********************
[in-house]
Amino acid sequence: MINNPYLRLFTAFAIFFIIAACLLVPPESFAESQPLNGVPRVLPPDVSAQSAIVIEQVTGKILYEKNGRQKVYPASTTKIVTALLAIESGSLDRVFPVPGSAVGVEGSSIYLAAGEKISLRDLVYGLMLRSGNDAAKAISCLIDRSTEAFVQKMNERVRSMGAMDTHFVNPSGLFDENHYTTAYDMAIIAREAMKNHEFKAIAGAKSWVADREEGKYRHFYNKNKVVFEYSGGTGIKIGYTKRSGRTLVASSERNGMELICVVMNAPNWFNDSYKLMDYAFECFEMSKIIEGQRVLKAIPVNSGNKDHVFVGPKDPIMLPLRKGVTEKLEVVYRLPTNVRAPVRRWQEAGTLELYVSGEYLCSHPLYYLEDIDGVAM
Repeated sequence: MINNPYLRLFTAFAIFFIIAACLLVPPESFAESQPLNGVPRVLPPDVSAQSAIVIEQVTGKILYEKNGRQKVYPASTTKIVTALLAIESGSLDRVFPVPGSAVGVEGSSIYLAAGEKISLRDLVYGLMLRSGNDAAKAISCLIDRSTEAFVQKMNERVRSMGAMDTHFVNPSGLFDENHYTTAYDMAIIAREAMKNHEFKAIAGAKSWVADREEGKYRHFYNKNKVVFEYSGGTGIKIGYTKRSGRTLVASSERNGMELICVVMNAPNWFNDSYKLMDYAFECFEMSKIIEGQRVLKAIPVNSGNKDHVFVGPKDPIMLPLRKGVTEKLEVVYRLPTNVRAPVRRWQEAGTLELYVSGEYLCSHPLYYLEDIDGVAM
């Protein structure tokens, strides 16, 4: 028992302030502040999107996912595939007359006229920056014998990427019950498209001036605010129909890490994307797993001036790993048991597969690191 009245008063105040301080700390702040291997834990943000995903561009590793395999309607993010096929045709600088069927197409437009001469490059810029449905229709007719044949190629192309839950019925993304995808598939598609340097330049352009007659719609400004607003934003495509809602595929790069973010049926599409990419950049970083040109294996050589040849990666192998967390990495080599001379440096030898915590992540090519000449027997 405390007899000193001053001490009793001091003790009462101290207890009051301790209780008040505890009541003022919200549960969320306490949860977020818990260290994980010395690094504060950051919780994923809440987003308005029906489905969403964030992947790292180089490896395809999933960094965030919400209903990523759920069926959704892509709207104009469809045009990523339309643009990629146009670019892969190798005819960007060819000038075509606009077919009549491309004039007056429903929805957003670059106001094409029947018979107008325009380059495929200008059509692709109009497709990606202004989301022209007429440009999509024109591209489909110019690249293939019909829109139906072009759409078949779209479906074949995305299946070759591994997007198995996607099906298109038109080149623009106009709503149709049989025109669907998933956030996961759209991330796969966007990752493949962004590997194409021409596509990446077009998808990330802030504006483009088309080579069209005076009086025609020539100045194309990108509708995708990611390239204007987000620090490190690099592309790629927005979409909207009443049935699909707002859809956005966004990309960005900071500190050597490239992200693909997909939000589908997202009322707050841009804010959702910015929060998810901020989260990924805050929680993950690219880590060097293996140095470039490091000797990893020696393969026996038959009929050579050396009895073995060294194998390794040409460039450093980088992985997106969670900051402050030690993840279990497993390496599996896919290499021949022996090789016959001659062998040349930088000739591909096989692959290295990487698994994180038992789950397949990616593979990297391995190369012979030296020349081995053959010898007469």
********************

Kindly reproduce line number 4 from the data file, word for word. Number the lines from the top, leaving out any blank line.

């Protein structure tokens, strides 16, 4: 028992302030502040999107996912595939007359006229920056014998990427019950498209001036605010129909890490994307797993001036790993048991597969690191 009245008063105040301080700390702040291997834990943000995903561009590793395999309607993010096929045709600088069927197409437009001469490059810029449905229709007719044949190629192309839950019925993304995808598939598609340097330049352009007659719609400004607003934003495509809602595929790069973010049926599409990419950049970083040109294996050589040849990666192998967390990495080599001379440096030898915590992540090519000449027997 405390007899000193001053001490009793001091003790009462101290207890009051301790209780008040505890009541003022919200549960969320306490949860977020818990260290994980010395690094504060950051919780994923809440987003308005029906489905969403964030992947790292180089490896395809999933960094965030919400209903990523759920069926959704892509709207104009469809045009990523339309643009990629146009670019892969190798005819960007060819000038075509606009077919009549491309004039007056429903929805957003670059106001094409029947018979107008325009380059495929200008059509692709109009497709990606202004989301022209007429440009999509024109591209489909110019690249293939019909829109139906072009759409078949779209479906074949995305299946070759591994997007198995996607099906298109038109080149623009106009709503149709049989025109669907998933956030996961759209991330796969966007990752493949962004590997194409021409596509990446077009998808990330802030504006483009088309080579069209005076009086025609020539100045194309990108509708995708990611390239204007987000620090490190690099592309790629927005979409909207009443049935699909707002859809956005966004990309960005900071500190050597490239992200693909997909939000589908997202009322707050841009804010959702910015929060998810901020989260990924805050929680993950690219880590060097293996140095470039490091000797990893020696393969026996038959009929050579050396009895073995060294194998390794040409460039450093980088992985997106969670900051402050030690993840279990497993390496599996896919290499021949022996090789016959001659062998040349930088000739591909096989692959290295990487698994994180038992789950397949990616593979990297391995190369012979030296020349081995053959010898007469």